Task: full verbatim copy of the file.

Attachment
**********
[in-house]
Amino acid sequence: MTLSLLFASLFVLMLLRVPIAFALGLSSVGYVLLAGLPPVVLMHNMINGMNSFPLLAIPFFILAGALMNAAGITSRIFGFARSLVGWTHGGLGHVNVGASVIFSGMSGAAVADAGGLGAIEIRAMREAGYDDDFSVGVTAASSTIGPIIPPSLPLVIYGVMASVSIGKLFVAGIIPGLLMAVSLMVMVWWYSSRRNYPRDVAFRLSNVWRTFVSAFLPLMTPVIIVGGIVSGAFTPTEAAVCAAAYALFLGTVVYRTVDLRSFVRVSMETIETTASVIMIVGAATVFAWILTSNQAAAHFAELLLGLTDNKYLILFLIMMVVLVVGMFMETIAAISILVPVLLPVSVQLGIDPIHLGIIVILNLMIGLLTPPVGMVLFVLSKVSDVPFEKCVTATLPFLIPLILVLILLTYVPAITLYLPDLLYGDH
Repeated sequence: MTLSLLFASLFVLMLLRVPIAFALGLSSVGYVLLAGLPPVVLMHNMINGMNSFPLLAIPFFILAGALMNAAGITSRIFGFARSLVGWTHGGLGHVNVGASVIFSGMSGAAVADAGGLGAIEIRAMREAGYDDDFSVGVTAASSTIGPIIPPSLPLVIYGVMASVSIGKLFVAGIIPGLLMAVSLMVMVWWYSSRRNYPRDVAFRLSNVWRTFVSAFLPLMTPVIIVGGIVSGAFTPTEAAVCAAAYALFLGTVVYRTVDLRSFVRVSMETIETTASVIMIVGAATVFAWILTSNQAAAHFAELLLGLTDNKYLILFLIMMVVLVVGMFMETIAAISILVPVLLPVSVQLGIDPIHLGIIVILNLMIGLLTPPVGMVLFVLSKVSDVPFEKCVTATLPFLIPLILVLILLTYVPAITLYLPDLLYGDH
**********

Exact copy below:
[in-house]
Amino acid sequence: MTLSLLFASLFVLMLLRVPIAFALGLSSVGYVLLAGLPPVVLMHNMINGMNSFPLLAIPFFILAGALMNAAGITSRIFGFARSLVGWTHGGLGHVNVGASVIFSGMSGAAVADAGGLGAIEIRAMREAGYDDDFSVGVTAASSTIGPIIPPSLPLVIYGVMASVSIGKLFVAGIIPGLLMAVSLMVMVWWYSSRRNYPRDVAFRLSNVWRTFVSAFLPLMTPVIIVGGIVSGAFTPTEAAVCAAAYALFLGTVVYRTVDLRSFVRVSMETIETTASVIMIVGAATVFAWILTSNQAAAHFAELLLGLTDNKYLILFLIMMVVLVVGMFMETIAAISILVPVLLPVSVQLGIDPIHLGIIVILNLMIGLLTPPVGMVLFVLSKVSDVPFEKCVTATLPFLIPLILVLILLTYVPAITLYLPDLLYGDH
Repeated sequence: MTLSLLFASLFVLMLLRVPIAFALGLSSVGYVLLAGLPPVVLMHNMINGMNSFPLLAIPFFILAGALMNAAGITSRIFGFARSLVGWTHGGLGHVNVGASVIFSGMSGAAVADAGGLGAIEIRAMREAGYDDDFSVGVTAASSTIGPIIPPSLPLVIYGVMASVSIGKLFVAGIIPGLLMAVSLMVMVWWYSSRRNYPRDVAFRLSNVWRTFVSAFLPLMTPVIIVGGIVSGAFTPTEAAVCAAAYALFLGTVVYRTVDLRSFVRVSMETIETTASVIMIVGAATVFAWILTSNQAAAHFAELLLGLTDNKYLILFLIMMVVLVVGMFMETIAAISILVPVLLPVSVQLGIDPIHLGIIVILNLMIGLLTPPVGMVLFVLSKVSDVPFEKCVTATLPFLIPLILVLILLTYVPAITLYLPDLLYGDH